TALKING CLIPS: DAN WOIKE
Eric Patten, Clippers.com
Orange County Register reporter Dan Woike, who has covered the Clippers from day one of the Chris Paul era, sat down with Eric Patten of Clippers.com during halftime of a Summer League game in Las Vegas. The two talked about the ownership transition, where the Clippers might see the most improvement in year two under Doc Rivers and much more.
Here is the full transcript of their conversation:
Eric Patten, Clippers.com: You were around the Clippers all season, as close as anybody. What affect do you think, if any, the potential ownership transition is going to have on the franchise moving forward just from a standpoint of what the team feels or looks like?
Dan Woike, Orange County Register:“Assuming that the sale, or the deal, goes through, it seems like it will eventually, I think you’re getting an owner who has tried to be in the NBA multiple times. And because of that I think he’s a guy who is not going to pinch pennies at all. From a quality of life standpoint, which is a weird phrase to use because the quality of life is already really good, you’ll see little things. It’s not like the team can just go and say, ‘We’ve got a crazy rich owner let’s go sign LeBron and whatever.’ The salary cap prevents that, but I think the biggest change is going to be infrastructure and things like that; more money spent on scouting, assistant coaches, things like that that elevate the organization as a whole and make it a more attractive place. To be honest, even when some of those things weren’t in play over the last three years because of the talent it’s been a pretty attractive place.”
EP: What have you made of what the Clippers have done in the first few weeks of the offseason? And where do you see them going, in terms of additional moves they might make?
DW:“It’s been interesting. I think it’s pretty clear the thing they felt was available that they valued most was shooting. And this was a team that scored a lot of points last year and to spend on more offense is interesting to me. A lot of that comes from Doc [Rivers] and his defensive system. I think he believes that it’s easier for him to get a guy to be a better defender than for him to take a guy who’s not a shooter and turn him into a shooter.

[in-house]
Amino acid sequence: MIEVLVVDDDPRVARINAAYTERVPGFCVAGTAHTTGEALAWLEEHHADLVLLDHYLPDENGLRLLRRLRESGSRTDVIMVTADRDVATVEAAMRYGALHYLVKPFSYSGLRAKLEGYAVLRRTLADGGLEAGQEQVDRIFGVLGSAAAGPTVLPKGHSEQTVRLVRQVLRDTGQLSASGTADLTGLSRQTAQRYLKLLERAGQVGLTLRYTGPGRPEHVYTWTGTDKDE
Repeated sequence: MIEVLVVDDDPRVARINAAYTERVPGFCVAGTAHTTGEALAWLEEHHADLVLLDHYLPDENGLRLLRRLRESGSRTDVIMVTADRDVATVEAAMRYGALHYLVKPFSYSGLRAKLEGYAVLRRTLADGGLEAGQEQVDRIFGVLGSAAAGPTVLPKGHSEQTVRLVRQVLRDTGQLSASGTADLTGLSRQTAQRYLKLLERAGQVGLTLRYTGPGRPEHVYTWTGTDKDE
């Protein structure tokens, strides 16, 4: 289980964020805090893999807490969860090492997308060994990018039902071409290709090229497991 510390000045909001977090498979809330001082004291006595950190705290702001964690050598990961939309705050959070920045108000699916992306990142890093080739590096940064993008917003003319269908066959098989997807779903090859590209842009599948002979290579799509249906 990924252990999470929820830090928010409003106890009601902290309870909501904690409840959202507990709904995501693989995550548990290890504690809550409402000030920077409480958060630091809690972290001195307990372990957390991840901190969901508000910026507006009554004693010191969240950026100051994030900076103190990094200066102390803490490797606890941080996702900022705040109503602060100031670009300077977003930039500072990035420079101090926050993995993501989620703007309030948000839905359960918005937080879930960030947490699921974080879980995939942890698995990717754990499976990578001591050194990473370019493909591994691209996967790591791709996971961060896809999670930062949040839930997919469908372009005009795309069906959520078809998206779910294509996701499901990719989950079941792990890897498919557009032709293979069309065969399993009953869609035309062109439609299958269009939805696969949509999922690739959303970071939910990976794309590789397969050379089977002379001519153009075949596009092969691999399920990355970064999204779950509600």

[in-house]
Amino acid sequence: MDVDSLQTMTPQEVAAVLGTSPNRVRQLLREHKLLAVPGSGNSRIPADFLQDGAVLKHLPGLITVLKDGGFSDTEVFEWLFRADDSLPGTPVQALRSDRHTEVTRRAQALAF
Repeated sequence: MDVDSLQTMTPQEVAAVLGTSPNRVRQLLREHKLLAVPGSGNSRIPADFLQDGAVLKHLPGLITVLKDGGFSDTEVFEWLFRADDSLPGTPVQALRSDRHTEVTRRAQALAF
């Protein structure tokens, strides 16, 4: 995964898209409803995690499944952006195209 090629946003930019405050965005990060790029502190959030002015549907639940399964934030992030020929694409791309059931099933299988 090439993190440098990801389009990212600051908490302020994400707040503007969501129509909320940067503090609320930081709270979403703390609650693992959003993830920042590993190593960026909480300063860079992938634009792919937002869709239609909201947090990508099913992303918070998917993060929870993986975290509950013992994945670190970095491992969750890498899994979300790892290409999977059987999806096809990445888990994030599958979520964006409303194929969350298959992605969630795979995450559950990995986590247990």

EP: In a way, then, is it déjà vu to last summer because we’re having the same conversation when Doc’s introducing J.J. Redick and Jared Dudley?
DW:“It’s funny. It’s one of those things that you look at them last year and say, ‘They’ve got all these great shooters.’ But they were [in the bottom third] in the league in percentage. If you can move that up to eighth, how many more points per game is that? Is that two more makes per game? Now they’re talking about them scoring 115 points a game almost. They can be that kind of an offense.
“They’re kind of locked in at this point moving forward. They don’t have a lot fof money left to spend. They’re locked in under the hard cap. They’ve got to use veteran minimums or make a trade. I think they’re counting on some in-house improvements to make up for some of the moves they weren’t able to make in free agency and via trade. I think you look at a guy you mentioned, Jared Dudley. I think you look at Jared Dudely and say last year was one of the worst years he’s ever had as a pro. He’s too good to repeat that. And I think they are counting on that.”